China successfully launches Tiangong-2 space lab
China has successfully launched Tiangong-2 space lab to develop expertise for a future space station and conduct science experiments.
The space lab was launched on board of Long March-2F T2 rocket from the Jiuquan Satellite Launch Center in northwestern China’s Gobi desert.
- Tiangong-2 ( in English means Heavenly Palace 2) space lab is part of China’s ambitious Project 921-2 space station program aimed at creating a third generation space station.
- The 8-tonne module replaces China’s now-defunct Tiangong 1 space lab mission which had ended its operational life in March 2016.
- Tiangong-2 features improved living quarters and life-support infrastructure for longer stays by visiting crewmembers.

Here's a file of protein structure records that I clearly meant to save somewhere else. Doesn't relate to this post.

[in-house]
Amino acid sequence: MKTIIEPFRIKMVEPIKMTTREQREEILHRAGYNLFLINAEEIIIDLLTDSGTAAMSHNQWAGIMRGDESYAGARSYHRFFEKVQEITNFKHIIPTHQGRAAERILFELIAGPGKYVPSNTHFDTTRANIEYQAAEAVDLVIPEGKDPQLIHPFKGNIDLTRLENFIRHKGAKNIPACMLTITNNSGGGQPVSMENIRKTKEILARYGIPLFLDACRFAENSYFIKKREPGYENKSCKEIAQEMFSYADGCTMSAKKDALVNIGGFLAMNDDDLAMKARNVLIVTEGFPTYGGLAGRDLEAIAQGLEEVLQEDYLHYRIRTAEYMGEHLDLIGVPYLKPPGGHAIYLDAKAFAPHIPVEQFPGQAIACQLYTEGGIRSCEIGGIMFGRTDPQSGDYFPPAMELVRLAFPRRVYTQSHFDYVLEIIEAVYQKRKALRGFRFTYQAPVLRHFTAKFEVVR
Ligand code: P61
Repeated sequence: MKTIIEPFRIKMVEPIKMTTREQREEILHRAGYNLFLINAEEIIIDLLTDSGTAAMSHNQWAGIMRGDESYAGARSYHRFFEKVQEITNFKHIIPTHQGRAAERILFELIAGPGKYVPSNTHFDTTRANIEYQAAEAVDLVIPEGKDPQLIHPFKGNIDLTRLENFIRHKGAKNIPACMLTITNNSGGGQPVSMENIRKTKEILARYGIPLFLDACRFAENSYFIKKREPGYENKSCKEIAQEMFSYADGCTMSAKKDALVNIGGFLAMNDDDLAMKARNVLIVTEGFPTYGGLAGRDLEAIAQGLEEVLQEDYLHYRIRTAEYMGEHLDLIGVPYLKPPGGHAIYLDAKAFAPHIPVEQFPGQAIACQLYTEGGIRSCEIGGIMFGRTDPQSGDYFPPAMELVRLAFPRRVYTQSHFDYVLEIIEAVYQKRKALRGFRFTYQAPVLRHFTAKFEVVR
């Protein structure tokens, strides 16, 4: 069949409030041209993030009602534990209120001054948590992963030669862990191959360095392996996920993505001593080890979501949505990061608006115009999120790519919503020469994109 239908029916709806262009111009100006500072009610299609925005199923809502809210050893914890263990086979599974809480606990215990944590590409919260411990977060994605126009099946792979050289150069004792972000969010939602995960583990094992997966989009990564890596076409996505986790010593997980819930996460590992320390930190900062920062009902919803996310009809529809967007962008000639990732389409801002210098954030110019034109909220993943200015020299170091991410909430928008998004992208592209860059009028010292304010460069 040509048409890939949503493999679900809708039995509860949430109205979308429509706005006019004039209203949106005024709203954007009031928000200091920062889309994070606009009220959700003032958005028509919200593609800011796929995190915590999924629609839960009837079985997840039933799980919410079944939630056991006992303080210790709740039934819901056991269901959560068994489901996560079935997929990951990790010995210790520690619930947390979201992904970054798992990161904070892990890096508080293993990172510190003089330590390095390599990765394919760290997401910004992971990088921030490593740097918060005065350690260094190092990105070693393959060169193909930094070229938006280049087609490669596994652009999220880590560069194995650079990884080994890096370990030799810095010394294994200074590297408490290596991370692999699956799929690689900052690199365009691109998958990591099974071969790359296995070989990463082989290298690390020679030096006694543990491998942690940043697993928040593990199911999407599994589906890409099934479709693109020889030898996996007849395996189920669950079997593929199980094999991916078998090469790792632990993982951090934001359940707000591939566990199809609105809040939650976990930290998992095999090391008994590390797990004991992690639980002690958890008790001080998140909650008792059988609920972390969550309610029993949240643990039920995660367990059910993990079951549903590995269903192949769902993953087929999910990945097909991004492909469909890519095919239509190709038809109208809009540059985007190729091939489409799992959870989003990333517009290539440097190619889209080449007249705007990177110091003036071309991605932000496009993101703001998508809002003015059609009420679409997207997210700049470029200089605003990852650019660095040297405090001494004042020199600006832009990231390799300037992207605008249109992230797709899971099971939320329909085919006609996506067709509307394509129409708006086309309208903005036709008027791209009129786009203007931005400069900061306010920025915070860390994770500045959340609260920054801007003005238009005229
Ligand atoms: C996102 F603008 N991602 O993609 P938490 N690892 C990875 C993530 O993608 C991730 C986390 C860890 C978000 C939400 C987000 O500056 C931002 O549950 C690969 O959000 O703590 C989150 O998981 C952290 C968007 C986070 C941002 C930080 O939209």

- It will be used for testing systems and processes for mid-term space stays and refueling. It will be placed at slightly higher orbit around 393 kilometres above the earth.
Note: The Tiangong-2 and its predecessor, Tiangong-1 (launched in September 2011), are prototypes for China’s ultimate goal to launch a permanent 20-ton space station after 2020 just as International Space Station (ISS). It will make China potentially the only country with a permanent space presence. In 2003, China had conducted its first crewed space mission becoming only the third country after Russia and the US to do so.